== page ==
Which brings things to the current blunder – the mutiny. Fuelled by anger over the alliance wth the rebel Cylons; fear of Cylon technology aboard Colonial ships; disappointment at the discovery of a dead “Earth” (I’m still not convinced this is the real Earth); dispair at the thought of a hopeless future of wandering the stars being hounded by Cavil’s Cylons; and depression, frustration, physical pain and possibly madness resulting from the loss of his leg and the circumstances that led to it, Gaeta has now decided that Admiral Adama is no longer fit to command Galactica or lead the Fleet. Assembling a force of discontented crew and civilians (several malcontents among them), he’s sprung Tom Zerek from the brig and led a bloody insurrection. And this time, it’s not just a few colonists on New Caprica who have died as a result of Cylon orders. No, this time his screw-up has risen to a whole new level where Gaeta’s issuing the orders about who to fight and where. In an immediate sense, this has led to dozens, perhaps hundreds of his own shipmates, along with many civilians aboard the battlestar, getting wounded or killed. This is fighting that has seen people like the new deck chief who are just doing their jobs die, as well as idealists like the young crewman who took a bullet to save Adama, and who knows how many others just caught in the middle. If Gaeta had thought it through, he would have been forced to ask himself about how wrong this is. He would have been forced to ask himself how could it possibly be beneficial to deplete and weaken humanity’s already small defence force with infighting. Moreover, this is a move that puts the power of the Fleet into Zerek’s hands and jeopardizes humanity’s existence. Never mind the long-term possibility of Zerek’s tyranny, let’s look at the likelihood of honking-off the rebel Cylons who are sitting on a load of nukes in their basestar at point blank range, who might not take kindly to their alliance being broken or the lives of their Final Four being threatened. That couldn’t lead to disaster, could it? The fighting aboard Galactica has ultimately landed Gaeta in the company of people his ideals normally wouldn’t allow him to associate with. He’s now giving orders to Specialist Gage(who’s taken Gaeta’s station in the CIC), a rapist, torturer and thug of Lieutenant Thorn’s aboard the Pegasus. He’s now taking orders from Tom Zerick, Vice-President of the Colonies, but also a wannabe Stalinist dictator, convicted terrorist and murderer, instigator of riot and assault aboard a prison ship where he was prepared to allow a fellow inmate to rape Cally, and architect of an assasination plot during his election race against Rosalin. And Gaeta is directly responsible for all of this – no excuses. It’s still a case of Gaeta jumping at his ideals without stopping to consider the consequences or other alternatives.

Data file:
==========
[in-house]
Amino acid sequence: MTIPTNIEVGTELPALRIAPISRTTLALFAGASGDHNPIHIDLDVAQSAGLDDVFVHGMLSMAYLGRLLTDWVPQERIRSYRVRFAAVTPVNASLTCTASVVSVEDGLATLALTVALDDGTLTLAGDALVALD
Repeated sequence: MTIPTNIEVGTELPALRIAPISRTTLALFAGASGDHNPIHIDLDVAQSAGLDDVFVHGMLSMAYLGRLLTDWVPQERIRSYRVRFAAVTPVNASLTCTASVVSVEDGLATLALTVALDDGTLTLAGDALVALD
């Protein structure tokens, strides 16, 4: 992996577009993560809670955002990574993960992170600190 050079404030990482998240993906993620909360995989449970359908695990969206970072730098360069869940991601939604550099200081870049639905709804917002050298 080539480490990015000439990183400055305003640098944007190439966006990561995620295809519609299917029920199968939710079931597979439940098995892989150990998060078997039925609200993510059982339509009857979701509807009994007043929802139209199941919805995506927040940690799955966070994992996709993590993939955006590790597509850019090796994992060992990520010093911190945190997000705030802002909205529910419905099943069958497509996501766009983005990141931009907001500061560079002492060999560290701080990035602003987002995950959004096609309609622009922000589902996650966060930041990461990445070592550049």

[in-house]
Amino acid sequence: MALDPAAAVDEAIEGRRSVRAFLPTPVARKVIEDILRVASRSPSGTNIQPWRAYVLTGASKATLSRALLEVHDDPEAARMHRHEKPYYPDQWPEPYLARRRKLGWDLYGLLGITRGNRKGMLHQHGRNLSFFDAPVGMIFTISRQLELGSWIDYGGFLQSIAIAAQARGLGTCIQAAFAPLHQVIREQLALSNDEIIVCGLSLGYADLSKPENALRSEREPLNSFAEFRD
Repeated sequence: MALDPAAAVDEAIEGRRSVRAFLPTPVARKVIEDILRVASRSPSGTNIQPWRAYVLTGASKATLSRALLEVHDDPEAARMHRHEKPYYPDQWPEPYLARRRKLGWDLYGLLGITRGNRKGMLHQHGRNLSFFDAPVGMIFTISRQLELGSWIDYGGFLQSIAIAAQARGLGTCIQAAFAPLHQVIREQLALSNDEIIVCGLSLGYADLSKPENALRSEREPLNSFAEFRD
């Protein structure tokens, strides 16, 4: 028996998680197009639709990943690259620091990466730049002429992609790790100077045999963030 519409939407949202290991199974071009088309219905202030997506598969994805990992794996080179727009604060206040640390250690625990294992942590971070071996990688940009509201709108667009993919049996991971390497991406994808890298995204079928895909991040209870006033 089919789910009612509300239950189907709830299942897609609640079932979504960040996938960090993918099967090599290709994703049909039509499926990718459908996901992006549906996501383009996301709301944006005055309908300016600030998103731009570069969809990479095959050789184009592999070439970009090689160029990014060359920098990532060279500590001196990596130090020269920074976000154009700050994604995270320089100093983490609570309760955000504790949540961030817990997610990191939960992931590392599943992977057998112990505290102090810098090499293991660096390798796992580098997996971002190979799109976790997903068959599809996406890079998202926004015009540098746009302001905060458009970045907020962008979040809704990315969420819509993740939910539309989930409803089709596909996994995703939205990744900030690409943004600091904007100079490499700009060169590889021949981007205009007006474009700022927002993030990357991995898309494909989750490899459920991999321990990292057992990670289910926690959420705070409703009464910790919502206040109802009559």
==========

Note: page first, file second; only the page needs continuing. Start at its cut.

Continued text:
And so Gaeta’s almost a Shakespearean character, eschewing temperance for absolute ideals and righteous indignation and consequently landing on the bad side of fortune.

Don’t get me wrong. I’m not a total cynic. There are other idealists aboard Galactica/the Fleet who thrive. Lee Adama is one of them. He always strives to make things the way they ought to be, and yet he sees the situations, and the other players, for what they are and knows compromise is sometimes the only way to advance, or to prevent a total loss.

Gaeta’s still basically a good kid, but it’s his inability to be like Apollo and see the world for its greyness and think things through, his inability to learn from mistakes that couldn’t be any clearer as lessons, that has led to tragedy. He’s not worthy of hatred. That’s reserved for real villains like Zerek or Cavil. Gaeta, though worthy of punishment, is to be pitied.